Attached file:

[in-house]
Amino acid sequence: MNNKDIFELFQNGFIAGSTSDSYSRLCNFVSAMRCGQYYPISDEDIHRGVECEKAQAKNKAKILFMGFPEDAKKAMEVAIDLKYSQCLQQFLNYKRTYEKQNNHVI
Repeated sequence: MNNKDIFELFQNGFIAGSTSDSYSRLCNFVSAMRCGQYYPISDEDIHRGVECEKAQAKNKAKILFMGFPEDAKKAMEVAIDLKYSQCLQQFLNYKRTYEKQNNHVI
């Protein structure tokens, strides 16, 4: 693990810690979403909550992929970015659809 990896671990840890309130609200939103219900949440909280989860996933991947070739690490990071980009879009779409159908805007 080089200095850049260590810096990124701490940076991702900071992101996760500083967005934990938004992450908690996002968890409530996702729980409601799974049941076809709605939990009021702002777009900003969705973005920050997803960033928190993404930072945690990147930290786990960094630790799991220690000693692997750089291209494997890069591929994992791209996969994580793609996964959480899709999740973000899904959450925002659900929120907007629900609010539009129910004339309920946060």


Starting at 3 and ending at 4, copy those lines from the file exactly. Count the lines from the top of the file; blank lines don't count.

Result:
Repeated sequence: MNNKDIFELFQNGFIAGSTSDSYSRLCNFVSAMRCGQYYPISDEDIHRGVECEKAQAKNKAKILFMGFPEDAKKAMEVAIDLKYSQCLQQFLNYKRTYEKQNNHVI
């Protein structure tokens, strides 16, 4: 693990810690979403909550992929970015659809 990896671990840890309130609200939103219900949440909280989860996933991947070739690490990071980009879009779409159908805007 080089200095850049260590810096990124701490940076991702900071992101996760500083967005934990938004992450908690996002968890409530996702729980409601799974049941076809709605939990009021702002777009900003969705973005920050997803960033928190993404930072945690990147930290786990960094630790799991220690000693692997750089291209494997890069591929994992791209996969994580793609996964959480899709999740973000899904959450925002659900929120907007629900609010539009129910004339309920946060």